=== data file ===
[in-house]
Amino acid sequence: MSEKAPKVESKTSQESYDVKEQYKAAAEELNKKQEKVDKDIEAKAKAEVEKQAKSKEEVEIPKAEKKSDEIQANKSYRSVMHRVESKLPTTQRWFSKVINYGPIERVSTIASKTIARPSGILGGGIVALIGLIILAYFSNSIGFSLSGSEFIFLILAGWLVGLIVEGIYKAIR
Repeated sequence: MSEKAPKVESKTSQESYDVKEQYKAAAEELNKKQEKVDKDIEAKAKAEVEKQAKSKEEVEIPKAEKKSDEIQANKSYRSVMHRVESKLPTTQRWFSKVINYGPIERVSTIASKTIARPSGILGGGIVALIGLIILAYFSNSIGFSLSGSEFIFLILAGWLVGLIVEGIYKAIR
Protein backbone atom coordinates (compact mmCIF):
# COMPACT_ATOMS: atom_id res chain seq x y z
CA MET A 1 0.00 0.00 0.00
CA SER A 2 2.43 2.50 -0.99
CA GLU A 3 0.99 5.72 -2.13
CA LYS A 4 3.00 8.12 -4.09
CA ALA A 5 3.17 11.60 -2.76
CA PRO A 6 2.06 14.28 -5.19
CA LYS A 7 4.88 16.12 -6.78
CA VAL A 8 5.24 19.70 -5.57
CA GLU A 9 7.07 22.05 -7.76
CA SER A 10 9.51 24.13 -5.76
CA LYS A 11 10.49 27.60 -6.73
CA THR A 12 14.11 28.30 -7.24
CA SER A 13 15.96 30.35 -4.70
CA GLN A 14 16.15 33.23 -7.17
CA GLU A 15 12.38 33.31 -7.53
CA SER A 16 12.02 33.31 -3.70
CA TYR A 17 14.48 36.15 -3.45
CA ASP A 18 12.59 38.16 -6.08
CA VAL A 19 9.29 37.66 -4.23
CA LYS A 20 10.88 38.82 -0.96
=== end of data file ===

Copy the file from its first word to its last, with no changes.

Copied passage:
[in-house]
Amino acid sequence: MSEKAPKVESKTSQESYDVKEQYKAAAEELNKKQEKVDKDIEAKAKAEVEKQAKSKEEVEIPKAEKKSDEIQANKSYRSVMHRVESKLPTTQRWFSKVINYGPIERVSTIASKTIARPSGILGGGIVALIGLIILAYFSNSIGFSLSGSEFIFLILAGWLVGLIVEGIYKAIR
Repeated sequence: MSEKAPKVESKTSQESYDVKEQYKAAAEELNKKQEKVDKDIEAKAKAEVEKQAKSKEEVEIPKAEKKSDEIQANKSYRSVMHRVESKLPTTQRWFSKVINYGPIERVSTIASKTIARPSGILGGGIVALIGLIILAYFSNSIGFSLSGSEFIFLILAGWLVGLIVEGIYKAIR
Protein backbone atom coordinates (compact mmCIF):
# COMPACT_ATOMS: atom_id res chain seq x y z
CA MET A 1 0.00 0.00 0.00
CA SER A 2 2.43 2.50 -0.99
CA GLU A 3 0.99 5.72 -2.13
CA LYS A 4 3.00 8.12 -4.09
CA ALA A 5 3.17 11.60 -2.76
CA PRO A 6 2.06 14.28 -5.19
CA LYS A 7 4.88 16.12 -6.78
CA VAL A 8 5.24 19.70 -5.57
CA GLU A 9 7.07 22.05 -7.76
CA SER A 10 9.51 24.13 -5.76
CA LYS A 11 10.49 27.60 -6.73
CA THR A 12 14.11 28.30 -7.24
CA SER A 13 15.96 30.35 -4.70
CA GLN A 14 16.15 33.23 -7.17
CA GLU A 15 12.38 33.31 -7.53
CA SER A 16 12.02 33.31 -3.70
CA TYR A 17 14.48 36.15 -3.45
CA ASP A 18 12.59 38.16 -6.08
CA VAL A 19 9.29 37.66 -4.23
CA LYS A 20 10.88 38.82 -0.96